Policy

Univision Will Pay for DREAMer Employees' Legal Defense

Will pay for legal expenses related to DACA threat; Says it will also join lawsuits 9/13/2017 3:21 PM Eastern

Hispanic-targeted media outlet Univision is putting its money where its strong public voice is, pledging to pay to defend its 'DREAMers' and keep them in the country. It will also join in state lawsuits challenging the president's decision to end the DACA program.

That is the Deferred Action for Childhood Arrivals program, which President Obama implemented to allow the children of undocumented immigrants to remain in the country while the Congress figured out the best way to proceed on their status, which it has yet to do after more than a decade.

DREAMers (from the Development, Relief, and Education for Alien Minors (DREAM) Act bills that have so far failed to pass) are those children of illegal/undocumented residents.

Univision has also launched a cross-company task force to support its DREAMer employees and to rally community backing, including PSAs and on-air editorials at its TV stations urging viewers to save DACA.

According to an internal memo obtained by Multichannel/B&C, Jonathan Schwartz, chief legal & corporate affairs officer for Univision, told employees that he knew they had concerns about the rescission of DACA.

President Donald Trump is canceling the program in six months, signaling Congress needed to do its figuring out before then or else.

Univision CEO Randy Falco has expressed his and his company's strong dissent from that Trump policy.

Schwartz said Univision was "extending an offer to all of our DREAMer employees to reimburse them for the biennial fee required to stay in the program," and said "we will provide individual legal support, at the Company’s expense, for any of our DREAMer employees with respect to DACA matters, including if they are subjected to deportation proceedings."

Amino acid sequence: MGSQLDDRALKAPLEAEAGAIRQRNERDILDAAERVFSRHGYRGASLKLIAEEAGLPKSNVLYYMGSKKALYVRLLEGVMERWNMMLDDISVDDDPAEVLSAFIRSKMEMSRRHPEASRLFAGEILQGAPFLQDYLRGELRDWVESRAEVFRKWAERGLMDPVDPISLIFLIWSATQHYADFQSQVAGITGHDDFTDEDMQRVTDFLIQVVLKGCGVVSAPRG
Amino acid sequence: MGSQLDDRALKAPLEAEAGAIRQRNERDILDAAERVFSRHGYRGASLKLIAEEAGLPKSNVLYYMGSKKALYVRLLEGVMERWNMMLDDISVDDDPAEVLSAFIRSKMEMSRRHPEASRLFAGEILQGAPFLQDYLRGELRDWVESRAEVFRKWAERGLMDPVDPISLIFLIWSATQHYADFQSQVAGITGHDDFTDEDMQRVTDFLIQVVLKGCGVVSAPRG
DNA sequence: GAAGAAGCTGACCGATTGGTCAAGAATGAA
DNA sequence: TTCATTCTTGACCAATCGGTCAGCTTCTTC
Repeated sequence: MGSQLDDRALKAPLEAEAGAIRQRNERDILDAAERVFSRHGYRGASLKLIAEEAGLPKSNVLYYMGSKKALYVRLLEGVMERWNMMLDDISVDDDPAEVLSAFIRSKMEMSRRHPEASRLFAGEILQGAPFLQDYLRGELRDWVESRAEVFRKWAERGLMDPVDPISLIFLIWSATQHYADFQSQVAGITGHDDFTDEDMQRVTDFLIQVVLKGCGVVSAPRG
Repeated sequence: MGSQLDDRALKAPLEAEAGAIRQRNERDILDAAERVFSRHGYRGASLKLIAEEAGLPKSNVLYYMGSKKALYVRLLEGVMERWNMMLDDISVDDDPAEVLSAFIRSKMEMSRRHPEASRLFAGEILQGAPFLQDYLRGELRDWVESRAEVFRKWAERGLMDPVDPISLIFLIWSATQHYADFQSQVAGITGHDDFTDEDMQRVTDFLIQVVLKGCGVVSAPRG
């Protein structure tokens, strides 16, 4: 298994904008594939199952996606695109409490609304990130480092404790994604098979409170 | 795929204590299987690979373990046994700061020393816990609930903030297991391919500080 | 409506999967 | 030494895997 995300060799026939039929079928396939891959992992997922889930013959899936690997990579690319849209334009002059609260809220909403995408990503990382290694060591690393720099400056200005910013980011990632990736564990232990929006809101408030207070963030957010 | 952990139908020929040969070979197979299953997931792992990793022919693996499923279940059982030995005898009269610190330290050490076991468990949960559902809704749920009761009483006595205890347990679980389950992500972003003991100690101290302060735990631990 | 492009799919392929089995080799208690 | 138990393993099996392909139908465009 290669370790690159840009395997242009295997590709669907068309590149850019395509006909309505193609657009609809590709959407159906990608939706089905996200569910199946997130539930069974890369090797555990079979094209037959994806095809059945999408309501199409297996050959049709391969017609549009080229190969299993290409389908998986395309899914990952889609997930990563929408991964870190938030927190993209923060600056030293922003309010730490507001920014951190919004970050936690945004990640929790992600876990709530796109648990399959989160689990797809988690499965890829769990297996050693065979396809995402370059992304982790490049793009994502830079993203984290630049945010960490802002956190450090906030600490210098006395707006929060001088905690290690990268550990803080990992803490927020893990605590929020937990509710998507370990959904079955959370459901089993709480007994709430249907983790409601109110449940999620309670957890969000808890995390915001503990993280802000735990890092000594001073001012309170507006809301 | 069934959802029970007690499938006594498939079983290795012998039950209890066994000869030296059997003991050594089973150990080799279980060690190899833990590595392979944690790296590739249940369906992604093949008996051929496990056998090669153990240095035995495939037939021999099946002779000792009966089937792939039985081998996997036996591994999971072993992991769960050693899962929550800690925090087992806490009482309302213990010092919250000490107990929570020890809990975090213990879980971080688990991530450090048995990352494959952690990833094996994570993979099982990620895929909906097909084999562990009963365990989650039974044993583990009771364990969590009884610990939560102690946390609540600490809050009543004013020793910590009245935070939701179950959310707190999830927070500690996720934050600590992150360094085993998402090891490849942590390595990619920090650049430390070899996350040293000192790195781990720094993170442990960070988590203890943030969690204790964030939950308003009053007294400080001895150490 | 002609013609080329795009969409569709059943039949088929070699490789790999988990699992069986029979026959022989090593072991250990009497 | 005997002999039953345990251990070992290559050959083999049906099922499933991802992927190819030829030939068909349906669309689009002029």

The President said he does not want to punish children for the acts of their parents, but that the Obama DACA program was an illegal end-run around Congress (after that Congress failed to agree on a way forward for well over a decade).

Univision will also be pressing the point, and the flesh, on Capitol Hill. Falco has already sent a letter to the Hill along with other CEOs asking legislators to move on a bill to preserve--rather than repeal and replace--DACA. In addition, Schwartz said the company will weigh in privately and publicly with Congress "at every opportunity."

Univision has made the legislation a "key vote," meaning a priority in terms of its Washington advocacy.

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